A bunch of scaredy-cats

26 Mar

What are you afraid of?  Yes, you are. You are afraid of something, likely several things. Further, those fears are controlling you; they drive your behavior, they influence your choices and affect your reactions.

Are you afraid of being alone when you are older?  Do you fear losing your job? How about losing your reputation? Are you afraid of what people might think of you (whatever that means)?  Do you fear not being able to keep up with the Jones (or appearing so)? Do you fear people knowing about your finances? Are you afraid of disappointing a parent? A mentor or superior? How about being afraid of appearing weak, or incapable? Are you afraid of failing?

How about this one: Are you afraid of having people know that you are afraid? POW!

In my Thursday morning Lifegroup at my church (which takes the form of nine guys using the excuse of discussing a book to come together, let our guard down a bit, and explore living a faith-filled and spiritual life) someone inevitably brings up some contemporary matter — political, social — that seems impossible or insurmountable.

Throughout these various discussions, I am not sure there has been very much light shed over time except this glimmer, if not revelation, to me: people too often choose and decide, act and don’t act, based on fears. No one wants any sort of  change — or wants to change back to the way things were — or doesn’t wants to try something new — because they are afraid of something or the other.

I supposed that makes sense on many levels. Fear can relate to real threats that can negatively affect us or others we care about. Enough said. We can figure that one out.

Until one thinks of a mouse, fearful of a cat, ultimately running into a corner to hide, only to be . . . cornered by exactly what it feared.  That analysis of mouse behavior may be flawed. However I use that analogy to make a point:

Acting based on fears is ultimately limiting, leads to imperfect pseudo-solutions, and often just postpones some inevitable end. It certainly doesn’t seem to lead to bigger, better, breakthrough outcomes and changes.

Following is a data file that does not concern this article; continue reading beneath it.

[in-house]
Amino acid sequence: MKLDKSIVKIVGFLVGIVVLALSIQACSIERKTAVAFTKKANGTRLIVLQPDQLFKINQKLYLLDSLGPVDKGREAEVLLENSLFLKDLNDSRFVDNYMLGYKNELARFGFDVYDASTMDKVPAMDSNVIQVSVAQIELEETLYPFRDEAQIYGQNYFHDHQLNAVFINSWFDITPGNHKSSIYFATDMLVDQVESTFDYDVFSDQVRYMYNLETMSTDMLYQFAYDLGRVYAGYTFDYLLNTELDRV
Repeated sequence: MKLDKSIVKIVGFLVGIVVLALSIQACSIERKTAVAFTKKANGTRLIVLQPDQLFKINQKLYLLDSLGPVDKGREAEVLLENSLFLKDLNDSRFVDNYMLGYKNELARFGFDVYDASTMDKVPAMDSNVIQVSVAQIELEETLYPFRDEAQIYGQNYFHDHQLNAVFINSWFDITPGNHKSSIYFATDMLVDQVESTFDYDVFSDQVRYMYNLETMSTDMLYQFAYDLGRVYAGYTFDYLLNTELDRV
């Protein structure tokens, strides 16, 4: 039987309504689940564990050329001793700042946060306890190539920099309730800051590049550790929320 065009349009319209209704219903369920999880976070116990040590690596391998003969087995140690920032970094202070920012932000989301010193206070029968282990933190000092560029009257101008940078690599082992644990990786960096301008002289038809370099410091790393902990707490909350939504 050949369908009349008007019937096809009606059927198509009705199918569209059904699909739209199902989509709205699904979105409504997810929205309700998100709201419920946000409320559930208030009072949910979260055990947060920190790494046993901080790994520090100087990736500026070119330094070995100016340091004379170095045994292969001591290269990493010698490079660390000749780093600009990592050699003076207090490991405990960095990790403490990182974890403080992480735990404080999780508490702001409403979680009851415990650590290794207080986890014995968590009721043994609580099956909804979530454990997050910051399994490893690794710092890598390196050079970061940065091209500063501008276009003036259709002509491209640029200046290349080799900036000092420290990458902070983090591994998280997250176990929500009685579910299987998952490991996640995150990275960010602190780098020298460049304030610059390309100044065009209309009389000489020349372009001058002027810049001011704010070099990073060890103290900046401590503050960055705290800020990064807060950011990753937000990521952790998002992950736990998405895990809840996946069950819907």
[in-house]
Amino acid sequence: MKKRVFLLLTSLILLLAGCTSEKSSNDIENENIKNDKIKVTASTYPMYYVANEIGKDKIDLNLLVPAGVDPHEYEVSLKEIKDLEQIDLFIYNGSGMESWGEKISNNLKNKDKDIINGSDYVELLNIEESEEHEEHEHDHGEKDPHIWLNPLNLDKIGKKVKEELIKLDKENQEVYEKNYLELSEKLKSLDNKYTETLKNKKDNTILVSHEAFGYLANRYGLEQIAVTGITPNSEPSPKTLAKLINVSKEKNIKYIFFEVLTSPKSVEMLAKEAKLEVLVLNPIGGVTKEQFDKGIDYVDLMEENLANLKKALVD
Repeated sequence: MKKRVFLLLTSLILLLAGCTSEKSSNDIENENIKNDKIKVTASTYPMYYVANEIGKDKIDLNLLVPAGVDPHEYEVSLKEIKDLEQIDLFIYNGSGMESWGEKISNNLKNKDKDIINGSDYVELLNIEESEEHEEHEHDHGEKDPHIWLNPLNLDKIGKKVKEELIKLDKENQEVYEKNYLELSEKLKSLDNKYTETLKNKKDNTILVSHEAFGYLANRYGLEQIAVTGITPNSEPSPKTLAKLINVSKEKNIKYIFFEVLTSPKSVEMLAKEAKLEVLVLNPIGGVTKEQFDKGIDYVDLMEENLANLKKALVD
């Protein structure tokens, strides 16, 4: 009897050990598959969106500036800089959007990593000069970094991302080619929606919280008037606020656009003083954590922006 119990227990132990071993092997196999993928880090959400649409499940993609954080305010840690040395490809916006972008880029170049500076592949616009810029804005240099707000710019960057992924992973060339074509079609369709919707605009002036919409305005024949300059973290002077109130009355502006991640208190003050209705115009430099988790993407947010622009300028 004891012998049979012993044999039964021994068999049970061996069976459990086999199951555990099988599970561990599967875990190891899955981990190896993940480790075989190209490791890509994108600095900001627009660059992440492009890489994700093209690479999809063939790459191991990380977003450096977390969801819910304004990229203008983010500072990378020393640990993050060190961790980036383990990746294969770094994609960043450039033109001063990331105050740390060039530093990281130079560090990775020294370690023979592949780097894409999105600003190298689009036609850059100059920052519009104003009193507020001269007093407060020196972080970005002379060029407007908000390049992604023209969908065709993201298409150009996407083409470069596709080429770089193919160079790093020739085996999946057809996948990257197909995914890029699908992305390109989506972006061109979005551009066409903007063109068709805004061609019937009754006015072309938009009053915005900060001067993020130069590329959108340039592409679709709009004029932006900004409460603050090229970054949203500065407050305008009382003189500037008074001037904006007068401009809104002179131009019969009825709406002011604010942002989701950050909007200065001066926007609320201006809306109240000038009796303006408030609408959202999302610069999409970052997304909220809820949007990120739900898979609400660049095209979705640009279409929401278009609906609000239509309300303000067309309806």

What’s the alternative? Well, let me at least talk about those of us who are Christian, though I think this perspective might pertain to anyone, and particularly anyone who follows some faith or spiritual tradition.

The alternative is acting Courageously.  Acting out of Hope. Acting out of a Vision. Acting with a sense of Unlimited Possibility, rather than acting out of choking, constraining, cornering fears. The alternative is acting out of a vision of success and improvement and more, rather than of failure and ridicule and stagnancy.

What if we all chose, decided, and acted in ways that weren’t so concerned about protecting ourselves, our institutions, our reputation, or whatever we  deem too important to risk, and instead acted in ways that pursued greater things, not purely for us, but for others, for those most needing it, for the world/creation?

I attended a friend-acquaintance’s funeral yesterday. I had the good fortune of serving in our Cloquet Rotary Club alongside Denny Randelin, working on youth scholarship and youth leadership development oriented committees.

I view the life Denny lived as a life of possibility. He had a passion, in particular, for helping protect, encourage and develop youth. He moved on having left some legacies that were marked by his desire, his vision, for better things for others. Most notable (and I borrow liberally from Pastor Morriem’s comments here) is that Denny pursued these things despite his actions sometimes causing others to not regard him as well as they might otherwise.

When he was a police officer, parents who were not serving their children well might not think well of him if he had to remove children from the home. I imagine some wished upon him quite bad things. While serving in Rotary, Denny could be vocal, even stubborn, to get what he wanted, which ultimately was the benefit of the community and the youth about which he cared deeply.

Denny wasn’t afraid to push for more, for better. He pushed for new, for creating, for improving. He did not necessarily act to protect what is now or avoid what might be.  He didn’t care so much about what people thought about him as about what they did: not what they did to him, but what they did to help push this great big ball of humanity forward, rather than let it sit in inertia.

Denny was a big guy, who could have big opinions and a big voice, but always a big heart (Thank you, Pastor Morreim, for that.) I will miss Denny, and mourn the lost opportunity I had to get to know him better. What I can take away from knowing Denny as I did — and as I didn’t, but only learned after his passing — is that I can and should do more, and  pursue it more boldly, without fear, but with vision of the good that can come. Thank you for that vision, Denny.

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